Saturday, April 26, 2014
REVIEW: The Fearless by Emma Pass
The start of The Fearless is told from Cass's perspective when The Fearless are sort of unleashed on the world and we see how and why Cass ends up on the island of Hope. I really enjoyed this part of the story. I was on the edge of my seat, my heart was pounding, I didn't know what was going to happen next. It was all really nail-biting.
And in this beginning of the story we are introduced to our main character, Cass, who is a normal girl living in the UK with her parents. She catches some glimpses of news reports and some newspaper articles about some weird goings-on with a new drug being given to soldiers in a preventative measure for PTSD. As well as reducing the risk of PTSD, however, this new drug has meant that anyone who has taken this drug, effectively kills off all fear but also all love and empathy and they become The Fearless. Strong, powerful, and lacking all humanity. They are enough to strike fear into anybody's heart. And when all of this is beginning, a friend of the family offers Cass and her parents refuge on this island, Hope. And on the way there they are attacked by The Fearless.
The rest of the story is told from three viewpoints: Cass, Sol, Cass's childhood friend, and Myo, a stranger to the island. I can definitely see why there are three viewpoints to the story and as all three were definitely beneficial to showing a wider variety of events as things go along. The story also jumps forward 7 years after the invasion of The Fearless and while Cass and Sol have been isolated on the island of Hope, their safety and belief in the island is shattered after the arrival of Myo and other more deadly occurrences mean that Cass must face The Fearless again after so many years. Here is where my issues begin to crop up.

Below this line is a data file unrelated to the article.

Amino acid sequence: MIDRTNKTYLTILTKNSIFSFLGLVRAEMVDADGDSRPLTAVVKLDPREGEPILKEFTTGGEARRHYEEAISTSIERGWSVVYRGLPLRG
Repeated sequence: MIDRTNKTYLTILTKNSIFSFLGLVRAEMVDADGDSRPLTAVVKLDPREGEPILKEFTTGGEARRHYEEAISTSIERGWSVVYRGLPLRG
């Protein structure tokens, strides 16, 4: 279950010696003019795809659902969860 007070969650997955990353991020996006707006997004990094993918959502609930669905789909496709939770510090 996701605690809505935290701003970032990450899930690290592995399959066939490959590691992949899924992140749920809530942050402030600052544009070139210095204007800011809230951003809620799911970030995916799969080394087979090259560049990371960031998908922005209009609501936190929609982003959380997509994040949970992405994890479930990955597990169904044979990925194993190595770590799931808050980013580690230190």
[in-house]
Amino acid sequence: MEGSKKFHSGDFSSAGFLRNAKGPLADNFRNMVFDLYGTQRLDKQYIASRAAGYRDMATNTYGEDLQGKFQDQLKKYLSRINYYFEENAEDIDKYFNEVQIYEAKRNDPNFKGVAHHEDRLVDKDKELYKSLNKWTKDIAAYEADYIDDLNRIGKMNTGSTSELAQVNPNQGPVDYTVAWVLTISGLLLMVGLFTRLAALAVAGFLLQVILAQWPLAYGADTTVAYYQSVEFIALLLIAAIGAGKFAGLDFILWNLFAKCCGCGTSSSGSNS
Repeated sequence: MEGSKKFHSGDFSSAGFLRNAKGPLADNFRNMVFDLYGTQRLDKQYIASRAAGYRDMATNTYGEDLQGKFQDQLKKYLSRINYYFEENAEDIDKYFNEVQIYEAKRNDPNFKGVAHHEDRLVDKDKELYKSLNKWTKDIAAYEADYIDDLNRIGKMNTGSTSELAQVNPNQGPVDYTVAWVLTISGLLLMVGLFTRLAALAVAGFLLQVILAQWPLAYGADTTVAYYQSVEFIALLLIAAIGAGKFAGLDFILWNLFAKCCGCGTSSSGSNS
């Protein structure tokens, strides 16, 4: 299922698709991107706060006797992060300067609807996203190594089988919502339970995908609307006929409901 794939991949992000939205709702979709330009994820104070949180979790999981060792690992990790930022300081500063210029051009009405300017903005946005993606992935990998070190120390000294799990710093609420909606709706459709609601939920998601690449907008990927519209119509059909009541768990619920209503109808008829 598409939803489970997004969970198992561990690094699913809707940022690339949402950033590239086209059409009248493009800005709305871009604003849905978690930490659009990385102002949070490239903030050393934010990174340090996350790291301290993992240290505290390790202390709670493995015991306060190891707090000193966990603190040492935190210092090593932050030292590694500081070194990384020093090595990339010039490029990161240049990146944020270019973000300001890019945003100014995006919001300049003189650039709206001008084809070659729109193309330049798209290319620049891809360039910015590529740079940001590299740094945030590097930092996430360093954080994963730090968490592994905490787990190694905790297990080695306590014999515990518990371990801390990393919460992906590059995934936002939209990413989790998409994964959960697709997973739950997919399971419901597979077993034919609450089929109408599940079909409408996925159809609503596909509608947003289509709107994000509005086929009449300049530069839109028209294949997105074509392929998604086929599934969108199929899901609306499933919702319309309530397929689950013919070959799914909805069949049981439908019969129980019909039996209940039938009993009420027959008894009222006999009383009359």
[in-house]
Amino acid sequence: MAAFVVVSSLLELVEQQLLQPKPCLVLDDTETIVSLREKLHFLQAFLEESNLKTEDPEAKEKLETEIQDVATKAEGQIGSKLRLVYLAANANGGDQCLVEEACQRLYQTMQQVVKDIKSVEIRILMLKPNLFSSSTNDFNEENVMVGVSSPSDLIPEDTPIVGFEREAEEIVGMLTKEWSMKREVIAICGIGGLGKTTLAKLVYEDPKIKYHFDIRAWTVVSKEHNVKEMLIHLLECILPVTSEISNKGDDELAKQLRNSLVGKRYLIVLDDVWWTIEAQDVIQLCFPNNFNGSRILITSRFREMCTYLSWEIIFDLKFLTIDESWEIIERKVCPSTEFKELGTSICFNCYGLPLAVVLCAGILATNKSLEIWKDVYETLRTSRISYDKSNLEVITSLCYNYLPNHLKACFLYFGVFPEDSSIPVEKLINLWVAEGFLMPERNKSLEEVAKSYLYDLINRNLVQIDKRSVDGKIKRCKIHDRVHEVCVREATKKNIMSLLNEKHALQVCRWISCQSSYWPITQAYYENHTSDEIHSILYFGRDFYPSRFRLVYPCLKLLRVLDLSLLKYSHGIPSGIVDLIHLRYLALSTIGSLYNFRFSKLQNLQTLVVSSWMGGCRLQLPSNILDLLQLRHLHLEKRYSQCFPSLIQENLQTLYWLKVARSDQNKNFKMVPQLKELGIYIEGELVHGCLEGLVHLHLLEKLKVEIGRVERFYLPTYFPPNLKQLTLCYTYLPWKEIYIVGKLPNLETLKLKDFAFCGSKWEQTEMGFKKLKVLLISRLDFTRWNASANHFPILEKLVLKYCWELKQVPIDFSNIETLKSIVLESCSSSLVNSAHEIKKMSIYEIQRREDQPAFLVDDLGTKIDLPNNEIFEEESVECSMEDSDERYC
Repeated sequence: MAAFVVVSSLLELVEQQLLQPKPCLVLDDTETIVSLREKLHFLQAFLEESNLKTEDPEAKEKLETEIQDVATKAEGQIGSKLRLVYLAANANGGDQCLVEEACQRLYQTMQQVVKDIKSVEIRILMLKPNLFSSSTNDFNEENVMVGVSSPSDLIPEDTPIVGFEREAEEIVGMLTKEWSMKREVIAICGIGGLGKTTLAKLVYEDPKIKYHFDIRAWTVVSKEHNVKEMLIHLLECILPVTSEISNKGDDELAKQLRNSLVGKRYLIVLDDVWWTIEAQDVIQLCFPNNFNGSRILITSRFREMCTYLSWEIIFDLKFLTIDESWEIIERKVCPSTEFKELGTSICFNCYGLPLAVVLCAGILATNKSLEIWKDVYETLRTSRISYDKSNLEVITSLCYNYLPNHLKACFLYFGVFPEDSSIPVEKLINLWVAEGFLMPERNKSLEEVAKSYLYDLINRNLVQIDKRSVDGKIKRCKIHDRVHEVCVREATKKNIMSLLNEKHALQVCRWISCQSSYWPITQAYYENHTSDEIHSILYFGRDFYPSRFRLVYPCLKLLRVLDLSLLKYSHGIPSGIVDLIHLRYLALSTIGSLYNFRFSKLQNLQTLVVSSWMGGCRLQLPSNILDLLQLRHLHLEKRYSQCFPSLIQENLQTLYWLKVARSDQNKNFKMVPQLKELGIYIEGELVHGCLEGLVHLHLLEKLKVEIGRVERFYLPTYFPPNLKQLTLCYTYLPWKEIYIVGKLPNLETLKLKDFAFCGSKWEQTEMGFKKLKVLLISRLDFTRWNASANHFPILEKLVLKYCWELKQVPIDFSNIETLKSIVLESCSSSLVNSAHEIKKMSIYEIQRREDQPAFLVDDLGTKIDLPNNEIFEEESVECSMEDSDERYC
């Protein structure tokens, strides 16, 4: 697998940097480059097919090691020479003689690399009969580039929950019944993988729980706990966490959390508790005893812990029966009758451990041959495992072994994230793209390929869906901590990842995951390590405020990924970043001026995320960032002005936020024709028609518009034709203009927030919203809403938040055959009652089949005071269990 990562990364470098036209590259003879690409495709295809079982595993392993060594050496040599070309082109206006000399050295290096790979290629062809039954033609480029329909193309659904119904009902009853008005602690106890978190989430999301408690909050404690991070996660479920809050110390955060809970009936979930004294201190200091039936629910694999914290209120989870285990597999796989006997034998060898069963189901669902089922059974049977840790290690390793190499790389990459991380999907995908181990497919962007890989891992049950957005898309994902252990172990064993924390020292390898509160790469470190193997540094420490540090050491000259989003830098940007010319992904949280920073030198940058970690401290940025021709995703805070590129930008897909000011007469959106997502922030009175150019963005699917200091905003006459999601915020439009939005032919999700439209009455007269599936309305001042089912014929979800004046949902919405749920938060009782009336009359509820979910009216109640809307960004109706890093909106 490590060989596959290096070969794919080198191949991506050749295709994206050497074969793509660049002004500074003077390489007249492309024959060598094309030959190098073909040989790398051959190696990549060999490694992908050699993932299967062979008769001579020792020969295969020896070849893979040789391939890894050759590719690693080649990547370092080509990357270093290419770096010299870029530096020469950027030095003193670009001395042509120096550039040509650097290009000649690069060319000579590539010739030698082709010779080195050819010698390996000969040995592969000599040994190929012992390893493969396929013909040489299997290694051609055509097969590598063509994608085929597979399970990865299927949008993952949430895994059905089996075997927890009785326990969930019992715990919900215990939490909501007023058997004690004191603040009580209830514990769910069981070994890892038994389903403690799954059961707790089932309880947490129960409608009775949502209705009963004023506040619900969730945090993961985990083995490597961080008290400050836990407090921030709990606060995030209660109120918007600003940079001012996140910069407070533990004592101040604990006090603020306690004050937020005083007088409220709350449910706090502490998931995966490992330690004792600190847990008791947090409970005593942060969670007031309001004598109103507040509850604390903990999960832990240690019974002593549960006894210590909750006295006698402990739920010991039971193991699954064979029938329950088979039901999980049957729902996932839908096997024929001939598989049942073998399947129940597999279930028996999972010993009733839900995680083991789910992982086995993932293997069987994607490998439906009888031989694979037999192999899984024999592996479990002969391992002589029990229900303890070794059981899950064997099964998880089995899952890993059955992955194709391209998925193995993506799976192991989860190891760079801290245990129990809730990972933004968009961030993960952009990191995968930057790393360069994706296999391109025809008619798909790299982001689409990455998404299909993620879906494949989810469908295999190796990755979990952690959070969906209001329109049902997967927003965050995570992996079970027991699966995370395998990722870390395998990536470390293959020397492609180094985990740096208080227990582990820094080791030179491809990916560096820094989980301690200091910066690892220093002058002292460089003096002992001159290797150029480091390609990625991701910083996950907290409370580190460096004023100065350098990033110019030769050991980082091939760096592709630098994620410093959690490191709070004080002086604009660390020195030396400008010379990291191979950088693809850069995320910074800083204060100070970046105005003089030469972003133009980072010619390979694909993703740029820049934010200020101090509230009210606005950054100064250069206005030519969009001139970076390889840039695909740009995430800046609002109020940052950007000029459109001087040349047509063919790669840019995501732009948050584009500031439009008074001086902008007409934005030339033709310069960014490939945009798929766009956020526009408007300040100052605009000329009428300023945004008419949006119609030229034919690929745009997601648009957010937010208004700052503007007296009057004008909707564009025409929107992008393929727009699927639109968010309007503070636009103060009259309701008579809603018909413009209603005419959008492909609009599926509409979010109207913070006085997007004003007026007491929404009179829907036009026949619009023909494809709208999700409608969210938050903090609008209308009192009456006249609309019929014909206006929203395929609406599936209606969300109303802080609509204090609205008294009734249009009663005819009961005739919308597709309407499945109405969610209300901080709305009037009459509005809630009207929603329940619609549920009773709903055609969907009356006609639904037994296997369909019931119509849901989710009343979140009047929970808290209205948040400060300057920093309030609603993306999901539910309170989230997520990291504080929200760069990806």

My first issue with the book is that I never fully believed in any of the character's motivations. Cass does impulsive things because of her love for another character in the book, but that relationship never felt real to me. Same with Myo. We're told of his connection to his sister, Mara, but the only relationship that he is involved with that I truly believed in throughout the book was his affection for his dog, Lochie.
And while Cass and Sol are meant to be childhood friends, I didn't really believe in that either. We can see straight away that Sol harbours feelings for Cass but I would have liked that to have been explored more. In fact, I would have liked there to be more character description and development in general for Sol. He does a lot of things in this book that would make a person raise their eyebrow at, but throughout I always wanted to know why. Why does he do the things he does? Why is Cass important, why has this character changed so much throughout his time at Hope? I didn't get it.
So while I did like the idea of the fearless as zombie sort of creatures and I definitely want to see more UK based settings, I felt let down by the lack of character development and felt no real connection to the characters or their relationships together. And that is a shame. Perhaps you'll have better luck with this story!